Day 14 - Humbug Mountain State Park to Harris Beach State Park - June 29, 2014

Gil Working Magic - Brookings, Oregon

I slept extremely well last night. The mosquitoes were out in force, but, luckily, my bivy sack has a bug screen. No problem. We left Humbug around nine o'clock and pedaled twenty miles to Gold Beach. There were spectacular views around every corner. I could have spent the entire day snapping photos.

The Barnacle Bistro called to me after entering Gold Beach. I'm glad it did. The fish tacos and garlic fries were excellent. Snelling wanted to put more air in his rear tire, so we made a quick stop at a Cheveron down the street. They had free air. After putting in about fifty-five pounds of pressure, we pedaled over to the grocery store to grab a few snack items for the road. I've been purchasing a lot of fruit on this trip. I've eaten a ton of bananas and nectarines. I'm looking forward to the roadside stands in California. We left Gold Beach around one o'clock in the afternoon.

The next thirty miles slipped by quickly. This was probably the most picturesque stretch of coastline in the state. The wind blew from the northwest, pushing me up and down the hills. It was quite a rush. I enjoyed getting the Led out on the last major stretch of Oregon. Bombing a thickly wooded hill, as it opened to a white-capped Pacific, with "The Rover" winning a battle with the wind for my attention was a unique moment.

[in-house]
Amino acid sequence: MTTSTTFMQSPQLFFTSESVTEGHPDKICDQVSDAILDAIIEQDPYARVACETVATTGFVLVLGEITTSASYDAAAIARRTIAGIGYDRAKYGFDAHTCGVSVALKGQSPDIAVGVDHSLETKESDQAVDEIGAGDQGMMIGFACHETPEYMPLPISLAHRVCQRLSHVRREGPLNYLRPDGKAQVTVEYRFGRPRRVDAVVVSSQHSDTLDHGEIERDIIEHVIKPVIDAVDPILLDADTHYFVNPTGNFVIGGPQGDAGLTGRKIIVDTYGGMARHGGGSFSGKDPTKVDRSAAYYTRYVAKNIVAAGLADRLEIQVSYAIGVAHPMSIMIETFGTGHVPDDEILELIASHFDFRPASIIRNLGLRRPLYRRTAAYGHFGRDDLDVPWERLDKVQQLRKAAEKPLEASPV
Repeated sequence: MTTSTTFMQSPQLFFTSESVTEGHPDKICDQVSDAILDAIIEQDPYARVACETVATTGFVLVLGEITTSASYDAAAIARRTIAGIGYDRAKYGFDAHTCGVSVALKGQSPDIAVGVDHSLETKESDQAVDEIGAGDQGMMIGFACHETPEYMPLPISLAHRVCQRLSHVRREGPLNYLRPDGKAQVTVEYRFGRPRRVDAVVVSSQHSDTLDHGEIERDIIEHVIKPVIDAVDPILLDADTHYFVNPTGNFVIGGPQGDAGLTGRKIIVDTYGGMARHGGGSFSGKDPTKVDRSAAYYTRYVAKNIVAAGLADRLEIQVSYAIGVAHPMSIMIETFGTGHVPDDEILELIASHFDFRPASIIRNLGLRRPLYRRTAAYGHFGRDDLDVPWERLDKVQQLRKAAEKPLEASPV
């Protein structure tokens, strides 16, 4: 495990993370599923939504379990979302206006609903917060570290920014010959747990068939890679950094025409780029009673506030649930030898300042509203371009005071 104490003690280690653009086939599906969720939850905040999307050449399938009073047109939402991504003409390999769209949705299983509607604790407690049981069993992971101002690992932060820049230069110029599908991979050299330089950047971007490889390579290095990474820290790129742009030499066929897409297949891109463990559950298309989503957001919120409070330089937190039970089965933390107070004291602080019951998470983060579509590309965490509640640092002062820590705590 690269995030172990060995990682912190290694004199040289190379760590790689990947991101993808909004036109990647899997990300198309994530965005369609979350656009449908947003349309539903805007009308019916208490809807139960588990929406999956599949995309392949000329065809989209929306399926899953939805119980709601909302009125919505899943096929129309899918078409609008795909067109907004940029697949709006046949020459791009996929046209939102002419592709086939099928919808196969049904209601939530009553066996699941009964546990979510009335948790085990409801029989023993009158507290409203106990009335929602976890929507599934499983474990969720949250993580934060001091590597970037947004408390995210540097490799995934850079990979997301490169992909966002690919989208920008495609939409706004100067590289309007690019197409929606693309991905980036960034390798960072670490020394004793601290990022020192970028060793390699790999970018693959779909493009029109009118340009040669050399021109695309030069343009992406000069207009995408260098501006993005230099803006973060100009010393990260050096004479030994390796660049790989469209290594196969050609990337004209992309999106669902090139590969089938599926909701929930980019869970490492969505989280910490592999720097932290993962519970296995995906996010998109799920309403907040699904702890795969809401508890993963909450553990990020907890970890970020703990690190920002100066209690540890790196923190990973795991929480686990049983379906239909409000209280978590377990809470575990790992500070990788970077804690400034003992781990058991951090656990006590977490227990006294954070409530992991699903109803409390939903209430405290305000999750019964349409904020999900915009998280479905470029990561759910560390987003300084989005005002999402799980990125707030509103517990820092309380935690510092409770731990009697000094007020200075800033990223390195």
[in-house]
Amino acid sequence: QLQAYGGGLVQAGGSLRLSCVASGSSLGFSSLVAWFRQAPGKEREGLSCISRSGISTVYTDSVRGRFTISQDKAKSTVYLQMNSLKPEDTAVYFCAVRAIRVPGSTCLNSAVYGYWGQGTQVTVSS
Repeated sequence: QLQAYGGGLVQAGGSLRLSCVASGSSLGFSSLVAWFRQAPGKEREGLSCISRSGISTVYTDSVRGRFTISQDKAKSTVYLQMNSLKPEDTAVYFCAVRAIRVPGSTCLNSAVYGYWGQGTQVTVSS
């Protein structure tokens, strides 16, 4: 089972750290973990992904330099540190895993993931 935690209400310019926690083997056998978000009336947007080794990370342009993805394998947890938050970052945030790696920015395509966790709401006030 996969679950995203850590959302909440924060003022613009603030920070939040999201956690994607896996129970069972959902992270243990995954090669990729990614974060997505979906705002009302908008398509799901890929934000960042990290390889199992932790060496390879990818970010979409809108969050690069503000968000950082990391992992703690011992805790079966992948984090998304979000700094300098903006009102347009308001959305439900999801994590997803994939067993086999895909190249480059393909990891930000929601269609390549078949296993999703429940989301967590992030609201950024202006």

I arrived at Harris Beach State Park at around four-thirty in the afternoon and placed out my sleeping bag and bivy to dry. Snelling arrived and we took some food out to a point overlooking the ocean. We then decided to see what the town of Brookings had to offer on a Sunday evening.

Cycling through town, we didn't see a place we wanted to stop, so we headed across the bridge and down to the waterfront marina. Toward the end of our search, we spotted a restaurant/lounge that seemed popular. We locked the bikes and walked in. Upon entering, my eyes were drawn to Gil Kirk. His voice and electric keyboard set the mood. I plugged in my cell phone, ordered a drink and became mesmerized by the scene. On the television, older men were caught up in bidding wars over vintage automobiles. After a visibly upset owner let his '77 Corvette go for eight grand, Gil fielded a request for "Blue Bayou" from a retired woman whose ear was heavily bandaged. At that point, I slipped into a very relaxed state. Time stood still. After leaving, I couldn't help but look back over my shoulder. I asked Snelling the name of the place. He didn't know.

We ended the evening at Zola's Pizza. I ordered a small slice. The pizza was good, but what I was most impressed with was they way the man fielding pizza orders delivered the information to the cooks. He clipped the receipt to a carabiner and whipped it down a light zip-line that crossed the busy restaurant. The cooks took the slip of paper and sent the biner back. I started thinking about how I might use this in my middle school classroom.

We biked over fifty miles today.

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